Marianne Boesky Gallery is pleased to present Donald Moffett: any fallow field, the artist’s sixth solo exhibition with the gallery. The exhibition will feature new work that examines nature and human disregard, broadening Moffett's ongoing engagement with the body politic. any fallow field is the first show dedicated to a single artist to be presented in the gallery’s recently expanded Chelsea location, across both 507 and 509 West 24th Street.
In his last exhibition with the gallery, in 2012, Moffett sought to inject “texture and weight” in the dialogue of our increasingly digitized lives. Deepening the interrogation in any fallow field, Moffett reverts to the primal source—nature. “With the tightening noose of social media, and the retinal-screen more generally, my empathies and intellectual inquiries are now with nature. Is there a way to look beyond the neurotic human hive—with its infinite self-interest and love of violence—to see again something more interesting? With this work, I will look the other way and remind myself of what is there,” says Moffett of the exhibition.
any fallow field includes Moffett’s latest extruded paintings, contemplating the natural world. With these signature works, the artist coaxes his oil paint into individual tendrils that are perpendicular to the canvas. These paintings are counterbalanced by a new series of resin works, whose glossy and translucent faces hint at their depth. While the structural form remains consistent within both bodies of work, with their milled holes and cutouts resembling buckshot or flora, the surfaces are unambiguously inversed. In their simplest form, the resin works are a study of material, purely viscous—like honey clinging to the comb. At their most complex, Moffett fuses tinted resin atop photographs that he took over the last year—the images abstracted and suspended as a beetle in amber. Born and raised in Texas, Moffett shares an instinctive kinship with the taciturn environs of his childhood, capturing in photographs barren landscapes, wildflowers, roadsides and fields littered with the remainders of human intervention.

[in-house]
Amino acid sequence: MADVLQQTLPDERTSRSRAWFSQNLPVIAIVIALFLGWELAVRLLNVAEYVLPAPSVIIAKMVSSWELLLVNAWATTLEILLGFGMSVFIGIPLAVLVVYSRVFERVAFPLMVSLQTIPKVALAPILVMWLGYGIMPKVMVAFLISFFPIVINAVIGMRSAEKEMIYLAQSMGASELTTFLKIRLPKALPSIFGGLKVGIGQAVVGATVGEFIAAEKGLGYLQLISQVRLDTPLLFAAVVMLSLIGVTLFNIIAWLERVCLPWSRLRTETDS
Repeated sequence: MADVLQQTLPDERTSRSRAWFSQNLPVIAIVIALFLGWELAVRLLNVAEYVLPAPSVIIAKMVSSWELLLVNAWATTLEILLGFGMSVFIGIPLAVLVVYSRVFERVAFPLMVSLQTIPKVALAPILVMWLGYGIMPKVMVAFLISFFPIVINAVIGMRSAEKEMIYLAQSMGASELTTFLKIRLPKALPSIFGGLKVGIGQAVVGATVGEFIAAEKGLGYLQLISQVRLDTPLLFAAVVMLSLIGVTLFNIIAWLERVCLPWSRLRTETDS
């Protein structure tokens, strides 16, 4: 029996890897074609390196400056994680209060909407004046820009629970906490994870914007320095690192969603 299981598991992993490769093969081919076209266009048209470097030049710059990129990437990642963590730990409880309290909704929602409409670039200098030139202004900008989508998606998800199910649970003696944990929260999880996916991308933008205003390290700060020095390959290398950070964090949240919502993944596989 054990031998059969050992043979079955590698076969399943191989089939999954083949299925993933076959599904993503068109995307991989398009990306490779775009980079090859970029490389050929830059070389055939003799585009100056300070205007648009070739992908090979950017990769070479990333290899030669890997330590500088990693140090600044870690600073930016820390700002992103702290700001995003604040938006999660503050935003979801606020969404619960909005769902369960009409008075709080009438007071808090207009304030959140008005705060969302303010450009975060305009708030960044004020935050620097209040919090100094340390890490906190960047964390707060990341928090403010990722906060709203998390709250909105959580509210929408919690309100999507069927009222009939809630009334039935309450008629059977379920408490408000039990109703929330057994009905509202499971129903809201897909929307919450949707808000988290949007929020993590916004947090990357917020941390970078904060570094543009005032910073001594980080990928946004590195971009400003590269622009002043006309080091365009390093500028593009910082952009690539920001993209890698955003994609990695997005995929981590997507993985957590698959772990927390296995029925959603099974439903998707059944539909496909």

The distinctions between abstraction and representation are blurred throughout the artist’s oeuvre with his employment of the canvas as a surrogate for the body, and in these new works, by his obliteration of the image through perforation and obscuration. This penetration of the painting as object has long concerned Moffett in his frustration with and desire to overcome the limits of the “wall,” compelling him not only to pierce the picture plane but also expand its spatial boundaries.
As such, the paintings in the exhibition will be presented with both standoffs, hovering in front of the wall, and within freestanding contraptions, further challenging the viewers’ acceptance of painting’s two-dimensionality. Moffett says, “The painted surface is still a challenging space for exploration and a search for meaning.”